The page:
|> THE MOOR|
|< Relators / Performer of V|
Well, I know them by now - and after doing a strange kind of gig with them lately in downtown Hamburg-Harburg, the following is of course totally subjective - but all the more true...
To start with, the musical style
of the band is ruled out by an (almost seriously) self-confessing dictator,
| Not a man
of too many words - almost everything seems to go straight into the music:
energy, frustration, excitement, anger, beauty, irony, you name it.
The influences are manifold - and the band is always keen to experiment, to try out the unusual - which to me is the most interesting aspect of their work. But all the different elements and influences you might track down - from pounding industrial rhythms over jazzy sections to King Crimson-ish mellotron soundscapes - never turn into an unrecognizable postmodern mash. The band always manages to put it's mark upon it - as they develop this into sounds and structures of their own - with a distinctive driving - and mostly somewhat dark energy.
K. Magnusson: "The Moor is mainly a vehicle of distressful, evil music. I do believe in the force of the dissonant. I have never liked soft music..."
....this might sound
a bit worrying to the more soflty-sensible listener and is also something
one could argue about -
But then, "distressful"
sounds rather accurate....strangely enough, the music that Mr. Magnusson
and his fellows have produced over the years has always been 'blessed'
with the label 'progressive'.
K. M: "We call our music Progressive Space Rock, but Progressive does in these days mean Regressive. You'll have to sound like a seventies band to be called Progressive and I don't think that that is very Progressive at all. (...) so maybe we should call our music non-Progressive non-Space non-Rock."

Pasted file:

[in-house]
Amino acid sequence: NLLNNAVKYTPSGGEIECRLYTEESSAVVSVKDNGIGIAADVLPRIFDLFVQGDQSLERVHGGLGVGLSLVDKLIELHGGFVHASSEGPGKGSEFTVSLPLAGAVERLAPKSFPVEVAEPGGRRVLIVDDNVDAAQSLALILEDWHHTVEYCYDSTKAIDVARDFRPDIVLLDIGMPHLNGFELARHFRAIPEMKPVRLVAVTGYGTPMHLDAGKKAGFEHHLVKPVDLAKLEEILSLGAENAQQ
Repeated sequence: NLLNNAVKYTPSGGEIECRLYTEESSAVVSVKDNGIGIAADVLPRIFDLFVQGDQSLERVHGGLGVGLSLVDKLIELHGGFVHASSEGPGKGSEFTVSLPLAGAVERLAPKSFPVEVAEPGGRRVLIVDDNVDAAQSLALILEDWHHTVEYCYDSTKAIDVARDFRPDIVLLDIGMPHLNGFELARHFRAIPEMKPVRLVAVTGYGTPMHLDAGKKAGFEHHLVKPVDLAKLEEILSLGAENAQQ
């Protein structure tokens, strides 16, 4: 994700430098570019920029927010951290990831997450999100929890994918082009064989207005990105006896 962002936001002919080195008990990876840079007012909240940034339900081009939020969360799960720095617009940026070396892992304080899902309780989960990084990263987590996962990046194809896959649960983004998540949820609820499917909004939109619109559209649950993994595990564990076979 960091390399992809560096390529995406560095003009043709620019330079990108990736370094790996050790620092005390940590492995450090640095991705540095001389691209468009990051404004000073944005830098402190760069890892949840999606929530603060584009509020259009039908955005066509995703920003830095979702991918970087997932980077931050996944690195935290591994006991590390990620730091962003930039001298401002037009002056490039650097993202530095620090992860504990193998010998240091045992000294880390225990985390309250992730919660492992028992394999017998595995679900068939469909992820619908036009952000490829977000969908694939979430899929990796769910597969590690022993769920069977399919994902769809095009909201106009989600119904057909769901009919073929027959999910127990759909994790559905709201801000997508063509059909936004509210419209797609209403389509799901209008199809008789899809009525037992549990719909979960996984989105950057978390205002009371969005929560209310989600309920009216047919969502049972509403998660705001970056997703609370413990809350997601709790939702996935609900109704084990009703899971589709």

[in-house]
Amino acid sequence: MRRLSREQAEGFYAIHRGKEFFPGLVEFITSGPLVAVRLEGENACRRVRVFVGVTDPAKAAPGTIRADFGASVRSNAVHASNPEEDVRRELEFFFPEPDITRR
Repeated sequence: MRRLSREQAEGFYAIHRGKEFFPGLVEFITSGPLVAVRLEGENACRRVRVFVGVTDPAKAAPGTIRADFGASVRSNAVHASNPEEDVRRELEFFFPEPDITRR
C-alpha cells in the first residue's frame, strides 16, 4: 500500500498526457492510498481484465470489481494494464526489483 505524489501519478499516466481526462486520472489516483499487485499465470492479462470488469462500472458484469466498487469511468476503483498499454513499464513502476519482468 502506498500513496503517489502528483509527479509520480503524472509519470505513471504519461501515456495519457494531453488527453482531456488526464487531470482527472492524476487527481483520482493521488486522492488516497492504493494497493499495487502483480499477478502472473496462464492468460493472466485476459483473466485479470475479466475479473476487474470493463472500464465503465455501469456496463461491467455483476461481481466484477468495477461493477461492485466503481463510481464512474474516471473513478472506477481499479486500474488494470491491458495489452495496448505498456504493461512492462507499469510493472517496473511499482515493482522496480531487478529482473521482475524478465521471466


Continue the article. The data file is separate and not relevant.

See, the bloody labeling problem...
Well, lets have some
fun and take a look at the problems other "reviewers" had with this -
and their quite amusing solutions:
"Rush fronted by
Nick Cave", eh?
The overall dark-ish
atmosphere is accordingly pushed by Hans Möll's
vocals - detached and at times on the edge to spoken words performances,
he could also fit into a kind of Joy Division-ish band. His lyrics are
equally 'coloured': existentially-edged, mocking-socio-critical, gloomy-cynical
comments on scientific endeavours like genetic engineering....
Shortly before the recording of FLUX
another kind-of-associated (due to 'dislocation') member joined the band.
He met Kenneth
Magnusson at a gig he did with darXtar
- another band from Sweden he is collaborating with. darXtar
invited Kenneth to come along for a jam...
Sounds simple - but
geography, in this case, is an obstacle. It's quite a walk from Falköping,
Sweden, The Moor's base-camp, to the wooley-wilderness
of the Welsh mountains where Nik Turner is residing.
When I received a copy of FLUX I've only
heard about the band in a sort of Hawkwind-ish connection - being a bit
skecptical...yet another copy of the ole wole band...just what I need.
Everytime you think you have
defined a direction / style this song is heading for, there comes the
unsuspected break, some surprising change of direction, some unnerving
noise collage - like the brilliant shrieking guitar solo of Clas
Edmundson - which really sounds like the instrument gets a delicious
high-pitched chainsaw treatment. This beast could even induce a headache
to Robert Fripp...
What's next on the plate...you guess, yes, a surprise. BABY starts with an acoustic guitar intro - and this is the song which comes closest to any kind of indie-pop music The Moor has ever recorded - interrupted (of course) by an eerie and somewhat irritating synth-break. Strange....and in accordance with the lyrics quite an uncomfortable 'love song'.